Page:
In actual use of equipment according to the invention, five sites were monitored over a three day period. One of the sites which produced AE indications, were repeated on two consecutive days and were properly located in known crack regions.
Thus, the present invention provides a new and novel method of locating faults in metal plates such as bridge structures utilizing acoustic emission energy.
Other objects, features and advantages of the invention will become readily apparent from the following description and claims when read in view of the drawings in which:
FIG. 1 illustrates a section of a test specimen with three transducers of the invention mounted thereon;
FIG. 2 is a view of the console and the monitor of the invention;
FIG. 3 is a flow diagram illustrating the invention;
FIG. 4 is a block diagram illustrating the invention;
FIG. 5 is a block diagram illustrating the invention; and
FIGS. 6A through 6H comprise electrical schematics of the invention.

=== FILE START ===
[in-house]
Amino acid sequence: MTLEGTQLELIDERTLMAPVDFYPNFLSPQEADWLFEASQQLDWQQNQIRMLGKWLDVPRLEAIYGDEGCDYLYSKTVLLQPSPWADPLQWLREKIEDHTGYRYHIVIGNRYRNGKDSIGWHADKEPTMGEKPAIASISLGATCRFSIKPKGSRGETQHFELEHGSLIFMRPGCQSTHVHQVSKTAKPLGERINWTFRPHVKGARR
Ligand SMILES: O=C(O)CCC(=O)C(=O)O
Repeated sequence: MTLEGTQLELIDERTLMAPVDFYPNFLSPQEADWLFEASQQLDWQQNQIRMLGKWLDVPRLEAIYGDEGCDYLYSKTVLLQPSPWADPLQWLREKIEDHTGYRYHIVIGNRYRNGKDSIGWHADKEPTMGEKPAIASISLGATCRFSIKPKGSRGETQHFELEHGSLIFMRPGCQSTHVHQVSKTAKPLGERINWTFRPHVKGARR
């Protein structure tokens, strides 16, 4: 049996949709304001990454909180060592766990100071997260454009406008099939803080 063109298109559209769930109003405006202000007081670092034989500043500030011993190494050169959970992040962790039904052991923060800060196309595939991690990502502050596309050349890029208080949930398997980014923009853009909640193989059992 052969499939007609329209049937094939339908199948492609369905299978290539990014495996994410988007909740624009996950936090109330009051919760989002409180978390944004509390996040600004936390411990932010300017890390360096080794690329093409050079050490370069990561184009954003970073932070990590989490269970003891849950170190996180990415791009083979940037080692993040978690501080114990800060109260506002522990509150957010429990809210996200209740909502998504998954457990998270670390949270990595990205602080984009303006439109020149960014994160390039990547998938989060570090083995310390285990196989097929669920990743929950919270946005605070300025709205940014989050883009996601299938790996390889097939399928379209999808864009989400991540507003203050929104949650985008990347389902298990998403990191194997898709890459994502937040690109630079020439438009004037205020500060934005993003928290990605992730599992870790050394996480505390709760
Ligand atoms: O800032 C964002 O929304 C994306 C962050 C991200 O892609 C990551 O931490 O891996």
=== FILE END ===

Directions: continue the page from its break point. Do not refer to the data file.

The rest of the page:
The present invention allows detection of flaws as, for example, in bridges to be determined. For example, FIG. 1 illustrates a bridge 10 to which a standard resonant acoustic emission sensor 11 is attached at a first location. The sensor 11 incorporates a magnet for holding it against the metal plate of the bridge. A second sensor 12 is attached to the bridge 10 at a location about 64 inches below the first sensor 11. A third sensor 13 was attached to the bridge 10 at a point between the sensors 11 and 12 and about 16 inches below the sensor 11. The sensor 13 was driven by a pulser 115 which periodically applies pulses to it. For testing the system, leads 14, 15 and 16 are respectively connected to the sensors 11, 12 and 13.